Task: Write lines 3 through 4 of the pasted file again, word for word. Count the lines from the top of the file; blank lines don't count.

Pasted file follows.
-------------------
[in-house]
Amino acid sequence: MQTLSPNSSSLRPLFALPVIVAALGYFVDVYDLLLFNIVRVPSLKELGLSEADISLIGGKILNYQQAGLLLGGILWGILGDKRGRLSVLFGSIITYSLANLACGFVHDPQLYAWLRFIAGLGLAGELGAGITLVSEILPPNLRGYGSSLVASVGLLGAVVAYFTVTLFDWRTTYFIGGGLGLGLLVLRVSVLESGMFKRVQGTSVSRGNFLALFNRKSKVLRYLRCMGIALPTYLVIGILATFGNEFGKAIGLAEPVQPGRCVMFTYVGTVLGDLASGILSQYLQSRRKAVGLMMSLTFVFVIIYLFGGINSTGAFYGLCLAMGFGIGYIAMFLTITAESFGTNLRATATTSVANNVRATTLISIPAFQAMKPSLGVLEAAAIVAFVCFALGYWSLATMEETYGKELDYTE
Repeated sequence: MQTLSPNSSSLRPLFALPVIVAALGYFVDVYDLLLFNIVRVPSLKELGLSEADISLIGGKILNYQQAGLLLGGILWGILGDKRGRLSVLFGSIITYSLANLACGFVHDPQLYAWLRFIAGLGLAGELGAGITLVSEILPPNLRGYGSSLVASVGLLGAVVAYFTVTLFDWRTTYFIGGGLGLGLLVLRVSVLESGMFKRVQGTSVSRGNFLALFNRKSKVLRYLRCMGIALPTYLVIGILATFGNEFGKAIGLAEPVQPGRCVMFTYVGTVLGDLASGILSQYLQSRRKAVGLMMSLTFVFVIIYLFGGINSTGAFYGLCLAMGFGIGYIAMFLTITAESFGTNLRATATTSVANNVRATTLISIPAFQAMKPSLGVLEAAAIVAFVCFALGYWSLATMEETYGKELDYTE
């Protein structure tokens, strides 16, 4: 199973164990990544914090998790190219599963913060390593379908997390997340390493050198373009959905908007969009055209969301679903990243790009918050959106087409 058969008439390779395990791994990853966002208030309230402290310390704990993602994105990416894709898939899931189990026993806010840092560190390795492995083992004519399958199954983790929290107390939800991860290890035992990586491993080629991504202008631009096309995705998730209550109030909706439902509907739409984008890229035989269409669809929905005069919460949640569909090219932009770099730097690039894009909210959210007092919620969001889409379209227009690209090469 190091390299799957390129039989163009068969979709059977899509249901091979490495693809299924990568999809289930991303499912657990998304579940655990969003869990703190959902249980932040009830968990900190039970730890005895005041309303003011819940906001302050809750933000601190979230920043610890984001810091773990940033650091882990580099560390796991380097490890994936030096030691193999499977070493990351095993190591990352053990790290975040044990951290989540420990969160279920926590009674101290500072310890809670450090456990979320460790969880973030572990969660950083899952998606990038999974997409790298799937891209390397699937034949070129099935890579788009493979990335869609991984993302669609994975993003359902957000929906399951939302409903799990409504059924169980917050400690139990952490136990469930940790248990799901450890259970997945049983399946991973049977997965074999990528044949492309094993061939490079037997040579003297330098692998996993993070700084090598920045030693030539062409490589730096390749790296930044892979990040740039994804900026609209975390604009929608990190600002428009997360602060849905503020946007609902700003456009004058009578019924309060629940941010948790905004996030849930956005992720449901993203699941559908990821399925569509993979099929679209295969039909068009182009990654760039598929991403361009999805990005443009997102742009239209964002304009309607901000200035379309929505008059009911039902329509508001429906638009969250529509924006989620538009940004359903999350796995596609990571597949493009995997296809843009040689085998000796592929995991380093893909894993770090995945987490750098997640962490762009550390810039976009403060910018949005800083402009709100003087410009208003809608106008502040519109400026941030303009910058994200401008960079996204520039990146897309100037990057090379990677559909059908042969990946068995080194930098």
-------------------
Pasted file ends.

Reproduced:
Repeated sequence: MQTLSPNSSSLRPLFALPVIVAALGYFVDVYDLLLFNIVRVPSLKELGLSEADISLIGGKILNYQQAGLLLGGILWGILGDKRGRLSVLFGSIITYSLANLACGFVHDPQLYAWLRFIAGLGLAGELGAGITLVSEILPPNLRGYGSSLVASVGLLGAVVAYFTVTLFDWRTTYFIGGGLGLGLLVLRVSVLESGMFKRVQGTSVSRGNFLALFNRKSKVLRYLRCMGIALPTYLVIGILATFGNEFGKAIGLAEPVQPGRCVMFTYVGTVLGDLASGILSQYLQSRRKAVGLMMSLTFVFVIIYLFGGINSTGAFYGLCLAMGFGIGYIAMFLTITAESFGTNLRATATTSVANNVRATTLISIPAFQAMKPSLGVLEAAAIVAFVCFALGYWSLATMEETYGKELDYTE
């Protein structure tokens, strides 16, 4: 199973164990990544914090998790190219599963913060390593379908997390997340390493050198373009959905908007969009055209969301679903990243790009918050959106087409 058969008439390779395990791994990853966002208030309230402290310390704990993602994105990416894709898939899931189990026993806010840092560190390795492995083992004519399958199954983790929290107390939800991860290890035992990586491993080629991504202008631009096309995705998730209550109030909706439902509907739409984008890229035989269409669809929905005069919460949640569909090219932009770099730097690039894009909210959210007092919620969001889409379209227009690209090469 190091390299799957390129039989163009068969979709059977899509249901091979490495693809299924990568999809289930991303499912657990998304579940655990969003869990703190959902249980932040009830968990900190039970730890005895005041309303003011819940906001302050809750933000601190979230920043610890984001810091773990940033650091882990580099560390796991380097490890994936030096030691193999499977070493990351095993190591990352053990790290975040044990951290989540420990969160279920926590009674101290500072310890809670450090456990979320460790969880973030572990969660950083899952998606990038999974997409790298799937891209390397699937034949070129099935890579788009493979990335869609991984993302669609994975993003359902957000929906399951939302409903799990409504059924169980917050400690139990952490136990469930940790248990799901450890259970997945049983399946991973049977997965074999990528044949492309094993061939490079037997040579003297330098692998996993993070700084090598920045030693030539062409490589730096390749790296930044892979990040740039994804900026609209975390604009929608990190600002428009997360602060849905503020946007609902700003456009004058009578019924309060629940941010948790905004996030849930956005992720449901993203699941559908990821399925569509993979099929679209295969039909068009182009990654760039598929991403361009999805990005443009997102742009239209964002304009309607901000200035379309929505008059009911039902329509508001429906638009969250529509924006989620538009940004359903999350796995596609990571597949493009995997296809843009040689085998000796592929995991380093893909894993770090995945987490750098997640962490762009550390810039976009403060910018949005800083402009709100003087410009208003809608106008502040519109400026941030303009910058994200401008960079996204520039990146897309100037990057090379990677559909059908042969990946068995080194930098």